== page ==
The Indonesian public was recently horrified by the cases of sexual assault commited by Reynhard Sinaga in the UK. Throughout the shock, a question seems to keep popping up – if the cases happened in 2017, why is it appearing in the news now, in 2020?
In Indonesia, cases of sexual violence are too often reported quickly, without regard for the privacy of the victims of the crime. Media outlets uses clickbait titles to increase sensation, releasing the identity of the victim and their family, their residence, and their workplace. Even the identity of underaged citizens involved in the crime are publicly disclosed. In this pursuit of sensation, reports would immediately be made focusing on inappropriate, obscene, and sometimes sadistic information (Analysis of Media Coverage Reports on Victims of Sexual Violence, National Commission on Violence Against Women, 2015). Many times, these reports are falsified or contain harmful opinions with no clear basis, going so far as to blame the victim for the crime committed against them.
Reporting on cases of sexual violence for a media outlet needs to be a process that prioritizes the safety of the victim. Journalists must pay attention to the code of ethics of the Press Council Journalism, which reads that “Indonesian journalists must not mention and broadcast the identity of victims of immoral crimes and do not mention the identity of children who are perpetrators of crimes” (Article 5).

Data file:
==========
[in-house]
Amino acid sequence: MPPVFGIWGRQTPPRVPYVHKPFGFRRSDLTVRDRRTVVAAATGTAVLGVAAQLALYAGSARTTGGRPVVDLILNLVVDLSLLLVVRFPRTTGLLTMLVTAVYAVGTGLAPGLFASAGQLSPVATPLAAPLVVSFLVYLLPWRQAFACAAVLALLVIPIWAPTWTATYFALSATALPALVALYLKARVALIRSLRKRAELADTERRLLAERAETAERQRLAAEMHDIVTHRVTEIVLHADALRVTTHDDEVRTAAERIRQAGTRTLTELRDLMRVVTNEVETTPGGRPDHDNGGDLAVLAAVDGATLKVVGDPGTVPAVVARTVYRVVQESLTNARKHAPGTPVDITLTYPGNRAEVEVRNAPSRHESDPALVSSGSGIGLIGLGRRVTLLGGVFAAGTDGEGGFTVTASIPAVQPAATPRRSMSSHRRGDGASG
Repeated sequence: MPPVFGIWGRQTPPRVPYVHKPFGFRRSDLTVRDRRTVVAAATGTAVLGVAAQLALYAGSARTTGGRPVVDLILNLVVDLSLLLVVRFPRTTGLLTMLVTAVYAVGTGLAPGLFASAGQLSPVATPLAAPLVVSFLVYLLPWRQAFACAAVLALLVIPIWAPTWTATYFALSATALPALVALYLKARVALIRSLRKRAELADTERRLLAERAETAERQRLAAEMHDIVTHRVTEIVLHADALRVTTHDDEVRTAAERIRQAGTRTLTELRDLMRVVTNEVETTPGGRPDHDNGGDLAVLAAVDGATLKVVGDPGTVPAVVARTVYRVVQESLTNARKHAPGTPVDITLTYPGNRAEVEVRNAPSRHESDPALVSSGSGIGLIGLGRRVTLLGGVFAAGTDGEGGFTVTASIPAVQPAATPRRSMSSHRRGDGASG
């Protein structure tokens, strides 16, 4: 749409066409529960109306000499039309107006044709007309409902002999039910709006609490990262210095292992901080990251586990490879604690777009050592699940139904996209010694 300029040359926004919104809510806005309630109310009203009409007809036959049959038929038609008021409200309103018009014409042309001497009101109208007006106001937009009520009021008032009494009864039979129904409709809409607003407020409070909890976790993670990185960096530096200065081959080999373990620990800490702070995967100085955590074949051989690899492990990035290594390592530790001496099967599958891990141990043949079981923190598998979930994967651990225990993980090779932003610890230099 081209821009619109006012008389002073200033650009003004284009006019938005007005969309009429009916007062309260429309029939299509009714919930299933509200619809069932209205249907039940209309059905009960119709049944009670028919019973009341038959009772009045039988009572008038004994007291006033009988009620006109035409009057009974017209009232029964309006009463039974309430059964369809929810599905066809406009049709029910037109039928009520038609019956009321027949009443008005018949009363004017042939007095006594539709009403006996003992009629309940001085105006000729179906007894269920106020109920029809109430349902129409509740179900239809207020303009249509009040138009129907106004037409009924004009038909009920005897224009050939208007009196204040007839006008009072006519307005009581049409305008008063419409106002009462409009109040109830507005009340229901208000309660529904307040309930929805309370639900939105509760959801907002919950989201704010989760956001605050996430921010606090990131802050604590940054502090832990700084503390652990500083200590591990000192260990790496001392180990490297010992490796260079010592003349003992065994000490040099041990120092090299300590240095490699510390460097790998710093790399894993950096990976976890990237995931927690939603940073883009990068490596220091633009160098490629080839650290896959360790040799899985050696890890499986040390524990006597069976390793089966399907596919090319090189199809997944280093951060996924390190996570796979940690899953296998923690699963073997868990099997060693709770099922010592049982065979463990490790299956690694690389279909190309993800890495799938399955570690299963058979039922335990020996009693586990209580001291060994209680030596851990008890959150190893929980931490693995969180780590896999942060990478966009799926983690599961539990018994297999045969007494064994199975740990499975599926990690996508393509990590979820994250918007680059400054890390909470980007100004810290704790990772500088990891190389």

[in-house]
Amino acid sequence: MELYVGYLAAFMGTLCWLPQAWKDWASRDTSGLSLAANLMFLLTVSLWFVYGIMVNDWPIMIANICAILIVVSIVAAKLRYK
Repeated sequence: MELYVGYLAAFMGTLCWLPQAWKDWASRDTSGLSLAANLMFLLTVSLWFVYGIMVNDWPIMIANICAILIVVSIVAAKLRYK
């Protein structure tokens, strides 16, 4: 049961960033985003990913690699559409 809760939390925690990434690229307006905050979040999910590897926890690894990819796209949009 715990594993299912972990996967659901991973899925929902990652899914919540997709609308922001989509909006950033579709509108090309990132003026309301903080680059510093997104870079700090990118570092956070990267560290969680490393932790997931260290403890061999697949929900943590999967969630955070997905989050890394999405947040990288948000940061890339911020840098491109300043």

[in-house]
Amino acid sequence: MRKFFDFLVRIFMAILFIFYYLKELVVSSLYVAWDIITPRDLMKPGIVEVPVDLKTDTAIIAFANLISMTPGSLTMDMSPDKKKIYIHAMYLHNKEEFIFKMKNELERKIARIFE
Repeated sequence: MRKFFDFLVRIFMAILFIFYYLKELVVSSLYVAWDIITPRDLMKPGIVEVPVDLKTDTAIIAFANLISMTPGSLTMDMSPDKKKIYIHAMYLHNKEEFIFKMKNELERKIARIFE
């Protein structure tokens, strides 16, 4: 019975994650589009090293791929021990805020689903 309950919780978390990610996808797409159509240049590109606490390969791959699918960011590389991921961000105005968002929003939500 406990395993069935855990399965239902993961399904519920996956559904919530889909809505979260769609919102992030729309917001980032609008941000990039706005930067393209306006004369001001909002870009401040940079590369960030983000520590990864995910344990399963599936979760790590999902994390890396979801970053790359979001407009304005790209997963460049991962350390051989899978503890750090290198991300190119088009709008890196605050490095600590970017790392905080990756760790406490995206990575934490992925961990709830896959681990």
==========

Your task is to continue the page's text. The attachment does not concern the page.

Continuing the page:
Why do victims of sexual violence need to be protected? To ensure that the victims do not experience repeated violence and victimization. Many victims who have been identified have received threats from perpetrators, not to mention social stigma and community discrimination. In fact, it’s not rare for victims of sexual assault to be expelled from their village, homes, schools, jobs, and even their families. We can learn something important from media and court behaviour in England.
The British court held a closed trial to respect the privacy of victims and requested that the media not report on the court process until the verdict was decided. We need to learn from the way the case was handled by the UK media, while focusing on aspects of handling, prevention and recovery of the victims, not just the heinous acts committed by the perpetrator. The media has a powerful voice to empower victims, and must respect their rights as stipulated in the PKS Bill. We would go so far as to say that the media has a responsibility to protect the rights of the victim. In the coming year, we hope Indonesia will continue to learn to respect the rights of victims of sexual violence and provide support for victims’ recovery. We hope we can work together to break the cycle of sexual violence.
Editor: Mellysa Anastasya
Translator: Faye Simanjuntak